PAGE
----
“If I’m clutching on to my money with both hands, how can I be free to hug my wife and children?”
Giving of your time, talent, and money can hurt; it can even become a painful sacrifice. Perhaps, you may have to forego a new cell phone or a few football tickets or maybe cut one day off your vacation plan. A serious discussion about generosity usually focuses on giving of money; almost every working day, you read letters from ordinary people who want to give money to assist those in need. Unfortunately, money is an indicator of our deepest motivations, it is more obvious in public perception than any other form of giving, where your money is, there is where your heart is.
Money brings stability and risk; it is part of the problem and part of the solution. One of the most informative ways to judge someone’s giving character is to watch where and how they spend their treasure. For most of us, learning a skill or a profession, showing up everyday and doing a good job, seems to be just enough for each of us to understand the difference between what I want and what I need. Sure, we are constantly bombarded that we need more, but we need to be sure we want it for the right reasons; there will always be someone reaching in your pockets.
What is your money number? How much will be enough for retirement? Where should I put it? When should I buy? When should I sell? Your money number messes with your head and heart, it makes you stay at that job, live in that place you really don’t like, and it seems to create problems between you and your family, it makes you cut short the things you’d really like to do with your time, it just makes you react.
It comes down to just three questions: What would you do if you had all the money you needed?
Yet, at your annual medical check-up; the doctor discovers a rare disease and calmly states your illness will became fatal in less than five years. Now for your second question: now that you know your life is on call, how will you live out your final years?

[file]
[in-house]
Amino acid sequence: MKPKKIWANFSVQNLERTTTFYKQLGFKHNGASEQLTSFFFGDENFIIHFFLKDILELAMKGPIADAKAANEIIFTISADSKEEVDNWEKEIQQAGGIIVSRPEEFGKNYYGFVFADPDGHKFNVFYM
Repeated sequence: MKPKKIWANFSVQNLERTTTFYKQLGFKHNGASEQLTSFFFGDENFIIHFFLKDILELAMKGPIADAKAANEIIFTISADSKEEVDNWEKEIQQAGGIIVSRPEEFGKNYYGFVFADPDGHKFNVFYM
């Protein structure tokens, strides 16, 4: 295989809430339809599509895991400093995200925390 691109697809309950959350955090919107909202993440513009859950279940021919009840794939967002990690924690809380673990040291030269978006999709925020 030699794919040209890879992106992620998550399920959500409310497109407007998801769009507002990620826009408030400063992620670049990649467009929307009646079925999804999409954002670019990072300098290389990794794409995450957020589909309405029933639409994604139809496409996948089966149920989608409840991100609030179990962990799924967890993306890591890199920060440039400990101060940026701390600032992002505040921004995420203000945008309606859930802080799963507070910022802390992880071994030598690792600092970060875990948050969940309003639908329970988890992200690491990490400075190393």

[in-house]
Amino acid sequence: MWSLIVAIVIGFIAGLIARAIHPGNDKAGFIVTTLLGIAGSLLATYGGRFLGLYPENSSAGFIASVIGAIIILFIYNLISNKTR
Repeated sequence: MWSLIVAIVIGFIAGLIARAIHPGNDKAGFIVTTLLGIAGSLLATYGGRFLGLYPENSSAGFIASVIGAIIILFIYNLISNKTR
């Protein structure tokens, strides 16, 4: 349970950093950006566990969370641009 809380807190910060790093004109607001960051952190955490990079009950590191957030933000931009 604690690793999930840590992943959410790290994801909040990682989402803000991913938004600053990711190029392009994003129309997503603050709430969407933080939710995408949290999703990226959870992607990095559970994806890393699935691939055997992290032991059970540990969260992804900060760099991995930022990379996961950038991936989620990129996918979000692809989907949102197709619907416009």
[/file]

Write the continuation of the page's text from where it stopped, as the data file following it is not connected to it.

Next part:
Your diagnosis worsens and the same doctor calls; a few months later, to say you actually have less than twenty four hours to live… now what would you do with all the money?
Would your thoughts go something like this; my family, my kids, my bucket list? What did I miss? What did I not get to be? What did I not get to do?
Usually, the first and second questions are answered with thoughts of being successful: your status and wealth, the long list of your achievements; How can I fill the last five years with material wants?
The third question always focuses on being significant; your generosity to others, those meaningful relationships; are you asking to make more money or are you coming to terms with who you really are…either way, you can die rich or die broke or you can leave laughing, that’s up to you.
Perhaps in several years, the headlines in the Journal will read: “$1 million will not be enough for a comfortable retirement.”
Bill Regan serves as a personal stewardship coach with Summit Pointe Consulting and is Director of Development for Coldwater as well as Executive Director of hopeyourselfUP, a Christian focused leadership program. Bill and his wife, Karen live in Greenwood and are proud parents of six children and eight wonderful grandchildren